Although it might look simple, winter cycling can be among the most challenging outdoor pursuits available in the Midwest.
Consider a raw, windy morning; it’s 35°F outside and the humidity gives the air a bitter edge. There’s a 10-mph north wind, something you’d hardly notice in July but potentially miserable from November to March. Add 20 or 30 mph going downhill and you could face single-digit wind chills. With the sweat you generated climbing that hill, you could be a candidate for hypothermia.
But winter riding offers everything from stunning beauty to a great way to maintain off-season fitness. It’s also a way to hone old skills or develop new ones while building strengths that will pay dividends the rest of the year.
Winter cycling definitely involves some challenges. The biggest is the clothing you put on before leaving your home. The answers involve layering, not overdressing, and covering those areas where you get chilled easily.
Fortunately, clothing and equipment manufacturers offer a lot of answers. “It’s amazing what they’ve come up with,” explained Christina Decker of Midwest Cyclery. She recommends starting with gloves, perhaps a neck gaiter, leg warmers or tights, and a thin skullcap under the helmet. “Then upgrade as you go. Start with what you need the most and add layers.” Many cyclists overlook their knees, which may not feel that cold but can be damaged if unprotected.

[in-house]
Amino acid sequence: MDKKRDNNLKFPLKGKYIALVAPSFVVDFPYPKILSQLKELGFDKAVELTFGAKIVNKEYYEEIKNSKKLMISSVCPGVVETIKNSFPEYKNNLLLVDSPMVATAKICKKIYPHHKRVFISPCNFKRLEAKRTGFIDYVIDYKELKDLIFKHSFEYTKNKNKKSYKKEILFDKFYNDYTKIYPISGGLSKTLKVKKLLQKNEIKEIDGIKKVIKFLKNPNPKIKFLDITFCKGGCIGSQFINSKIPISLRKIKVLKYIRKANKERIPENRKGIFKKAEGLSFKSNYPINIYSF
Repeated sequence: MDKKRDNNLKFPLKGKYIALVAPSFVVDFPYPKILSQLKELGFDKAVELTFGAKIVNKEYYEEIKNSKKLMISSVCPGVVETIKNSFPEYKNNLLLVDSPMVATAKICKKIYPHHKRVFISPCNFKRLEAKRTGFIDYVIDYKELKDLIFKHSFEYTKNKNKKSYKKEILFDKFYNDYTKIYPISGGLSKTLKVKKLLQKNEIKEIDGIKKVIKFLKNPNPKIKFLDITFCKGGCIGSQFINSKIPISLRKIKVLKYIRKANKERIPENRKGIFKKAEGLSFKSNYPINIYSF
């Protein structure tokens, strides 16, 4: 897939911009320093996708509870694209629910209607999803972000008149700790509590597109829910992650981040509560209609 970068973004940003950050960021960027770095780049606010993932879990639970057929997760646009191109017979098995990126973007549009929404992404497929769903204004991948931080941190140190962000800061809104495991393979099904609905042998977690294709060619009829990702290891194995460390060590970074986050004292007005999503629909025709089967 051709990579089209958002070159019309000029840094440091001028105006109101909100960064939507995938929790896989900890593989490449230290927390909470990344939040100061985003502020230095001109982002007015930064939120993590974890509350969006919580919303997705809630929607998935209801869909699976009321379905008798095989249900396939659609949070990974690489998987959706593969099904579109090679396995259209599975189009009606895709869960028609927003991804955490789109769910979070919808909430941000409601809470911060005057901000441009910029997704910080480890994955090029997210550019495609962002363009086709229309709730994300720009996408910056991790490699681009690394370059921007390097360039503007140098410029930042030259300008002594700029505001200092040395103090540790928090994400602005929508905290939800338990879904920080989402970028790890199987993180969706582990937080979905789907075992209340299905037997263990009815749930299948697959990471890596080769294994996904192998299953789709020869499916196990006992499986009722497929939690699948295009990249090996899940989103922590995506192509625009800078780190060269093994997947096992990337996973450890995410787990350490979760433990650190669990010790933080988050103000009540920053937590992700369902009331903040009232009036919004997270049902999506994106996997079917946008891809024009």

The heaviest items may even be counterproductive. “I’ve found that by buying the thinner options, you have a lot more temperatures you can dress for,” noted Jason Starforth of the Bicycle Shack in Lee’s Summit. “That’s usually better than one thick garment. Multiple layers are a key.”
Nearly everyone who exercises in winter now knows something about layering. You start with a warm, moisture-wicking layer next to your skin—usually a synthetic underwear top and cycling shorts. Depending on conditions, you may add additional insulation like a fleece pullover. If it’s still colder, a breathable outer windbreaker may be needed.
Your extremities may need special attention. Are your head or ears easily chilled? Your hands or feet turn to ice blocks? You’ll likely need some special equipment, like “lobster claw” mittens that let you brake safely while keeping your hands warm. Biking gear comes in many levels of protection and cost, from simple toe covers that clip over the end of your shoes, to full shoe covers made of water- and wind-resistant products like neoprene.